Section 6: Water
Ah water, the things that make maps pretty, and something IGN didn't like about Pokemon Omega Ruby and Alpha Sapphire
Water usually goes on the Collision layer, unless you want people to be able to walk on it, or if you want NPCs like the Magikarpus swimonlandicus
(hehe) to be able to move around in it. There are a lot of things to do with water so I'm going to try and make each sub section as short and to the point as I can.
Like cliffs, please try to avoid "square" bodies of water. Ponds in cities and towns can be square though.
Setting pond/river/bodies of water
These types of water tiles have a container outline that looks like a mini-cliff, like the below. Like the path tiles, the tiny squares below it are the corner pieces:
The process I personally use for the water tiles is the same as the cliff tiles:
1. Make an outline of how you want the water to look using the bottom water border tile. Do this on the Collision
2. Use the other water borders to make your outline look like a proper water body. This has similar edge and corners to the path tiles.
3. If you want the water to be inaccessible to anything including NPCs, fill in the center of that water body on the Collision layer.
If you want people to be able to walk into the water, put the center water tiles on the Walkable or Walk layer, and don't forget to add stairs or something so they can access it.
There are some water tiles that have a patch of darker water in the middle of it- these are deep water tiles. They usually only appear if the pond or river is very deep, and they should always show up in the ocean.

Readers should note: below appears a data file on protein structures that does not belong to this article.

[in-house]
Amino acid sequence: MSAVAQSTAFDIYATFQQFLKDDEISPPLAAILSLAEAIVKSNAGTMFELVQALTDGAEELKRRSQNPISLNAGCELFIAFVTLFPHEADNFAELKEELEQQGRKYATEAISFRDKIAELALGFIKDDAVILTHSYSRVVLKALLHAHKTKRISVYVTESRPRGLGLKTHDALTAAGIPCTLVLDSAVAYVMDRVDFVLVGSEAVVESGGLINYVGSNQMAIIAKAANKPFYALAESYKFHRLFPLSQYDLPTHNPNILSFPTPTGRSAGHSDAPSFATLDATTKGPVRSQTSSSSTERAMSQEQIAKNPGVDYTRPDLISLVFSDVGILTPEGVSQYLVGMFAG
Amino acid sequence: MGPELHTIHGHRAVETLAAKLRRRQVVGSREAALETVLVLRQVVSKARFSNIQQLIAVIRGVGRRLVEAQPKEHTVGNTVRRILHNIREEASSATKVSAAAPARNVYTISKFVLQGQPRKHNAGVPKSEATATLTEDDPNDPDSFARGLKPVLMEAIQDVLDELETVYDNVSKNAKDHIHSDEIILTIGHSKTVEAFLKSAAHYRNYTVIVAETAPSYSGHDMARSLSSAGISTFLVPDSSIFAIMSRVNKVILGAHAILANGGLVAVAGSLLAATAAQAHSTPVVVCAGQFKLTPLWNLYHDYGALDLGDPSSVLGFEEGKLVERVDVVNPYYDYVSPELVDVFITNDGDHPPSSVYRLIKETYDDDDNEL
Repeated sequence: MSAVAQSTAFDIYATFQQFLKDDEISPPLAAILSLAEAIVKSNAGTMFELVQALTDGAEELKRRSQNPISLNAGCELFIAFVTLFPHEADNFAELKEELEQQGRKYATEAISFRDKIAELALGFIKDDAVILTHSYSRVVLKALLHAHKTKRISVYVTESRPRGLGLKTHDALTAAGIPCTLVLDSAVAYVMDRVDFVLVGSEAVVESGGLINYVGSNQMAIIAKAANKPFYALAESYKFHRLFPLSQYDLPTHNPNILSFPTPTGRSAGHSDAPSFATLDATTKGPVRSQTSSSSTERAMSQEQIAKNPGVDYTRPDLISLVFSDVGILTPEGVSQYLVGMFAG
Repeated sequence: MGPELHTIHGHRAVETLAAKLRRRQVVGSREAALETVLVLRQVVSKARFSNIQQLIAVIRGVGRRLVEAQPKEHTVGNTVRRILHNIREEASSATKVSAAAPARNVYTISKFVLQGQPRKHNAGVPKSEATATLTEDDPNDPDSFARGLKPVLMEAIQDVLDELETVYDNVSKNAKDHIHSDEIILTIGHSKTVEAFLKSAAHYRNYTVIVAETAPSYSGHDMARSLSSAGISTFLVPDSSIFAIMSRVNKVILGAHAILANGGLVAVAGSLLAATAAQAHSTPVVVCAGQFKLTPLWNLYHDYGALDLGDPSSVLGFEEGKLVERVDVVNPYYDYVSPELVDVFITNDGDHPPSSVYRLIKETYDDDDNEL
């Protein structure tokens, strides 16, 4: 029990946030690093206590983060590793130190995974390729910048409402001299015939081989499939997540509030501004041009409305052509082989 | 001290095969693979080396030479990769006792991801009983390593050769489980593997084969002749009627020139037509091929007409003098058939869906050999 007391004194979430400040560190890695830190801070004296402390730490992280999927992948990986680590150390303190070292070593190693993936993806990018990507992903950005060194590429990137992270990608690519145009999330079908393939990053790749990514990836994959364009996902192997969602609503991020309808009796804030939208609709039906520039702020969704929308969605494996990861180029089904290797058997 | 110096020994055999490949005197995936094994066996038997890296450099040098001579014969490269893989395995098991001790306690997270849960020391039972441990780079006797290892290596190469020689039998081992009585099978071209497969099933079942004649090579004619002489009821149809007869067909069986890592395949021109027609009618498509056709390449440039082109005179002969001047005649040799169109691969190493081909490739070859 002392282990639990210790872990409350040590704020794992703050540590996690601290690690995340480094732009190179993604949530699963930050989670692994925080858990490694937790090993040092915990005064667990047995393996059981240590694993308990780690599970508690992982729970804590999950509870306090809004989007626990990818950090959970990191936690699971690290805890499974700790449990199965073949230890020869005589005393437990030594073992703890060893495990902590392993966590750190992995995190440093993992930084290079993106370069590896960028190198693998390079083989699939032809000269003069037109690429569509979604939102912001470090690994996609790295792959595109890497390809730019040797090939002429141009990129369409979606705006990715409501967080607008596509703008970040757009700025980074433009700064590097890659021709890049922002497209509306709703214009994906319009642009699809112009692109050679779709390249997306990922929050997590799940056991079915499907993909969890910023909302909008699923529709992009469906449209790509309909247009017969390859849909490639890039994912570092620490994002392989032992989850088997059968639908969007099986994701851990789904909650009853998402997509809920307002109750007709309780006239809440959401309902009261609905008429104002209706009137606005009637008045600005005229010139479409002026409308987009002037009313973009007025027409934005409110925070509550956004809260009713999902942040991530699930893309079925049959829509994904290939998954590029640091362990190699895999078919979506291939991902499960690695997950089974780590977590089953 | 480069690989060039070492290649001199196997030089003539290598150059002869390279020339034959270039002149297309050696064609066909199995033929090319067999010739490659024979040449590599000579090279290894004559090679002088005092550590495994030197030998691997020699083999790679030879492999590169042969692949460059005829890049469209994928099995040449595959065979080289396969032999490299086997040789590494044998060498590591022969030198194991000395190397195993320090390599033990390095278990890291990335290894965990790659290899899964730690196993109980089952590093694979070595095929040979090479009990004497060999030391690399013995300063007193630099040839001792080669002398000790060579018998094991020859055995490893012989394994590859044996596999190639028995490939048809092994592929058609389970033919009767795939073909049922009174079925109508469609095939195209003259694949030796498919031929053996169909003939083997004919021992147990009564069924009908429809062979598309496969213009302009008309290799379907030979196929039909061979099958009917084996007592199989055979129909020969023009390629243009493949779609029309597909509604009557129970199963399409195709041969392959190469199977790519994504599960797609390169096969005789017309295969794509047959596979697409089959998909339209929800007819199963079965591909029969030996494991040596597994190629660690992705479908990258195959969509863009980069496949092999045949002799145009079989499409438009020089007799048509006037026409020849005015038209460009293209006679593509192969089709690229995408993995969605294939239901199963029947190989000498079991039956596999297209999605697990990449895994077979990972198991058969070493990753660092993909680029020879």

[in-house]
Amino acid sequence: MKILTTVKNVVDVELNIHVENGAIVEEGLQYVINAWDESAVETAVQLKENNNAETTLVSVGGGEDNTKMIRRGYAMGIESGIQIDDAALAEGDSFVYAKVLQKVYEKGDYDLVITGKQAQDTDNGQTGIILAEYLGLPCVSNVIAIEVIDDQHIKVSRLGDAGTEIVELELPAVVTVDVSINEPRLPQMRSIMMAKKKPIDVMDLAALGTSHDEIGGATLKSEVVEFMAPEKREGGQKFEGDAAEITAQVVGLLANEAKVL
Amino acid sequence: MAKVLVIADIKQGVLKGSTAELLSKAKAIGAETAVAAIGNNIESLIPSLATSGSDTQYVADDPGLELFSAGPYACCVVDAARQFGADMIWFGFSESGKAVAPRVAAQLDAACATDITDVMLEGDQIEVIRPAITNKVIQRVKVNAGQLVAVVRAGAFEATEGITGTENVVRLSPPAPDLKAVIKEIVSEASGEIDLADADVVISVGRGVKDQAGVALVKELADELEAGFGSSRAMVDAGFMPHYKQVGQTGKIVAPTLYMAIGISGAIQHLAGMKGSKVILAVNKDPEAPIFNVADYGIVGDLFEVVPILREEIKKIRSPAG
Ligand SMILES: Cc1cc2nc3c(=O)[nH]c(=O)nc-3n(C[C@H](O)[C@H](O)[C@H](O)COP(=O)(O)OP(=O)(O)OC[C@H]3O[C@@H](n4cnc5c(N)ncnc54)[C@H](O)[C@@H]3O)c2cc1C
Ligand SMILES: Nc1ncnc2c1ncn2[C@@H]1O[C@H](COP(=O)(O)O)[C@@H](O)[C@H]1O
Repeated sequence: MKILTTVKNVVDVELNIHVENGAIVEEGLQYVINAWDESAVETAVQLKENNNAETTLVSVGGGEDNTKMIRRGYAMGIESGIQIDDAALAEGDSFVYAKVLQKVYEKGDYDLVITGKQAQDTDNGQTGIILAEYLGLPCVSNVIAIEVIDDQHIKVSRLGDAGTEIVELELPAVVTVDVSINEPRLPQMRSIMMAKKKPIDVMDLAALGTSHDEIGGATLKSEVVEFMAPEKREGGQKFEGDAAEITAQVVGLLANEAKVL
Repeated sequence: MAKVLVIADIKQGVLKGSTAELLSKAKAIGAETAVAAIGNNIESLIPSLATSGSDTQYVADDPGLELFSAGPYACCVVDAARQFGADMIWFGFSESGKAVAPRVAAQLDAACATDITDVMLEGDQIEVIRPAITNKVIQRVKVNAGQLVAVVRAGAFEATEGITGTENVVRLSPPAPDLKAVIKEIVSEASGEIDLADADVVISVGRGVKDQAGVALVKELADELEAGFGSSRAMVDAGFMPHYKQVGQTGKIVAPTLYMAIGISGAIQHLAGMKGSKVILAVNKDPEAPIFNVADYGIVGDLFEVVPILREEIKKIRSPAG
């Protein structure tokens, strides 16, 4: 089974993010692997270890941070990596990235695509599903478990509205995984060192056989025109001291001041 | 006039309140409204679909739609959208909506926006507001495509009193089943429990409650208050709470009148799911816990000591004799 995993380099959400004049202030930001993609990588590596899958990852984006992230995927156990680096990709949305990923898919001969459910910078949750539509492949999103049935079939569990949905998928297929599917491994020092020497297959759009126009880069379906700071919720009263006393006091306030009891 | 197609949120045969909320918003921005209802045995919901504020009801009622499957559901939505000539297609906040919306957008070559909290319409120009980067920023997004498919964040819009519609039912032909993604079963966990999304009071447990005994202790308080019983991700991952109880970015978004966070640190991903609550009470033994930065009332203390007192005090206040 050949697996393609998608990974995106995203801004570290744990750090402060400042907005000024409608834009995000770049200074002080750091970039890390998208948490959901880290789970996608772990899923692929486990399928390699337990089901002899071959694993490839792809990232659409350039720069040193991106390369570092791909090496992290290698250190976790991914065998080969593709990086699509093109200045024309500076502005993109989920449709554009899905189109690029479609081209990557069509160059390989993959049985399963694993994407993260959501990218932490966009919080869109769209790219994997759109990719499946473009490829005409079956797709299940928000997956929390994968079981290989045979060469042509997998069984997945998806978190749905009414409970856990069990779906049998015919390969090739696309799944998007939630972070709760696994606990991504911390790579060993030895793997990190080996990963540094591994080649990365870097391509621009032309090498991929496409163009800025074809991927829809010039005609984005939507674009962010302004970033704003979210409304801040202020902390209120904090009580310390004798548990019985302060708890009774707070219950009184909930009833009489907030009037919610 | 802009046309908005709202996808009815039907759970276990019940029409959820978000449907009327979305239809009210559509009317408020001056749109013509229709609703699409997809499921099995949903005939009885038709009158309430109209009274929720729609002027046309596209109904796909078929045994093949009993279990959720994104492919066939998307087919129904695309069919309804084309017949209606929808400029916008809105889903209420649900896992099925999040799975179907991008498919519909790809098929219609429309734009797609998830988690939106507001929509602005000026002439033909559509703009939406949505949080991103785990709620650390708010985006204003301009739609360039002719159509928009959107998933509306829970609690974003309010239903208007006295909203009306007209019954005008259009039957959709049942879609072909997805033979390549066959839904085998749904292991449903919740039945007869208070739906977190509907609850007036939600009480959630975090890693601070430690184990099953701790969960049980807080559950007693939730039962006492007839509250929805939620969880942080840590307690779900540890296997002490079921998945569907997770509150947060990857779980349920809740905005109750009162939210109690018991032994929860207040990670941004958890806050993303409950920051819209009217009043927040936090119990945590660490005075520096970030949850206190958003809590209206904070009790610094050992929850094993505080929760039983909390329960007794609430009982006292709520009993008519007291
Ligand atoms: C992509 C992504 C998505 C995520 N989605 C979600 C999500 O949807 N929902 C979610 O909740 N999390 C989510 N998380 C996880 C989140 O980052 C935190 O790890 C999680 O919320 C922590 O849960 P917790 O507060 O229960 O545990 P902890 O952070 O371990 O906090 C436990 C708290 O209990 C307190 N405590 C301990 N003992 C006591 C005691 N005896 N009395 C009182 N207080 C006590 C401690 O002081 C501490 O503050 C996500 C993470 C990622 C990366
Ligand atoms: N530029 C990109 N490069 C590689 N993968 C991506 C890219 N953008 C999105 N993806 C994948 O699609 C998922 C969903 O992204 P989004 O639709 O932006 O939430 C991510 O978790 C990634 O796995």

Take note that for the deep water tiles there are rounded corners. Please use them at the corners when placing these.
In PL, the deep water tiles should gently follow the curve of the edge of the water, whether it is a beach or the edge of a pond.
Setting beach water
The only thing between this and the above is that there is the presence of sand. Actually it isn't much of a difference, but often times you may find yourself wanting to have the sand and the "shallow" parts of the beach available to walk over. For the sand to water borders, please remember to avoid square or straight-line looking edges. Give them some curves!
If you want the sand-to-water border and the shallow water to be able to be walked over, put the sand-to-water border and the shallow water tile on the Walkable
layer and put the deep water tile on the Collision
To make the water non-walkable put all the water on the Collision
layer, and/or put the sand-to-water border on the Collision layer too.
If you want some areas of the shallow water to be walked over but not others, put sea rocks there or some other obstacle that will make sense in that area of the map.
1. Like the Cliffs and regular water, I take the bottom beach-to-water tile and draw a basic outline. Once you have something you like, go back and fill in your lines with the correct edges: